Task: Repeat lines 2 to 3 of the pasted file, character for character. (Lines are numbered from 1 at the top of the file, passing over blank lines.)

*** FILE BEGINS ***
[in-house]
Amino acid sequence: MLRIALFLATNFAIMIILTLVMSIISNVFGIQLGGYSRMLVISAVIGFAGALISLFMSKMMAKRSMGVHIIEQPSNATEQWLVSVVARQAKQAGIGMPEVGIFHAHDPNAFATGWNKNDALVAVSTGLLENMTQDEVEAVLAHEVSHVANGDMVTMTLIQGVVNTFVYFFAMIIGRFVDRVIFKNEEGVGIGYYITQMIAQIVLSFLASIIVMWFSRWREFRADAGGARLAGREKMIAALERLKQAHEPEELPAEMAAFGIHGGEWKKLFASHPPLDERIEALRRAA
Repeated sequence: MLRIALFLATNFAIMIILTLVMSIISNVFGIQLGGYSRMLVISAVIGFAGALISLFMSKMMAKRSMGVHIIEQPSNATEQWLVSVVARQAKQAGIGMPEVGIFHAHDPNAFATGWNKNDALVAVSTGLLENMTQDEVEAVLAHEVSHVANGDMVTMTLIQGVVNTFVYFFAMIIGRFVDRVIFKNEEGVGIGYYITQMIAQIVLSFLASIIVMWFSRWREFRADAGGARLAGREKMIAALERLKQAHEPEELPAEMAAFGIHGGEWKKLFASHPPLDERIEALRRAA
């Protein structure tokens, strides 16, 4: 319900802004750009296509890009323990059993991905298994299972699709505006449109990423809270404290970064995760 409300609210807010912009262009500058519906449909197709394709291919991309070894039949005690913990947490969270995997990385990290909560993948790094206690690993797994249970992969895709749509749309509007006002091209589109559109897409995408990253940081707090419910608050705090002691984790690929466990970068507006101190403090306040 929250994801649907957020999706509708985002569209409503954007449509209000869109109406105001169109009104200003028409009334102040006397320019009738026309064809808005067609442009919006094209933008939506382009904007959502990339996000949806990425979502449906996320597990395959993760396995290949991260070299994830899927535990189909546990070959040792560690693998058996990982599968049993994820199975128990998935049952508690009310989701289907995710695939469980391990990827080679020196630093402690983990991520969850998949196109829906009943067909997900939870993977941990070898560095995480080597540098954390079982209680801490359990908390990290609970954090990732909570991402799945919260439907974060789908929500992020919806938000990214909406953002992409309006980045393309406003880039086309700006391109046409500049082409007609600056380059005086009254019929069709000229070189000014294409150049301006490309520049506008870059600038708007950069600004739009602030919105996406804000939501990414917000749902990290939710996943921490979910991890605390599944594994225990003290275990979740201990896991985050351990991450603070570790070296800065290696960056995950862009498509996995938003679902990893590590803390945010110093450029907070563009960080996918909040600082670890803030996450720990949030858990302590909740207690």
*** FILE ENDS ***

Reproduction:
Amino acid sequence: MLRIALFLATNFAIMIILTLVMSIISNVFGIQLGGYSRMLVISAVIGFAGALISLFMSKMMAKRSMGVHIIEQPSNATEQWLVSVVARQAKQAGIGMPEVGIFHAHDPNAFATGWNKNDALVAVSTGLLENMTQDEVEAVLAHEVSHVANGDMVTMTLIQGVVNTFVYFFAMIIGRFVDRVIFKNEEGVGIGYYITQMIAQIVLSFLASIIVMWFSRWREFRADAGGARLAGREKMIAALERLKQAHEPEELPAEMAAFGIHGGEWKKLFASHPPLDERIEALRRAA
Repeated sequence: MLRIALFLATNFAIMIILTLVMSIISNVFGIQLGGYSRMLVISAVIGFAGALISLFMSKMMAKRSMGVHIIEQPSNATEQWLVSVVARQAKQAGIGMPEVGIFHAHDPNAFATGWNKNDALVAVSTGLLENMTQDEVEAVLAHEVSHVANGDMVTMTLIQGVVNTFVYFFAMIIGRFVDRVIFKNEEGVGIGYYITQMIAQIVLSFLASIIVMWFSRWREFRADAGGARLAGREKMIAALERLKQAHEPEELPAEMAAFGIHGGEWKKLFASHPPLDERIEALRRAA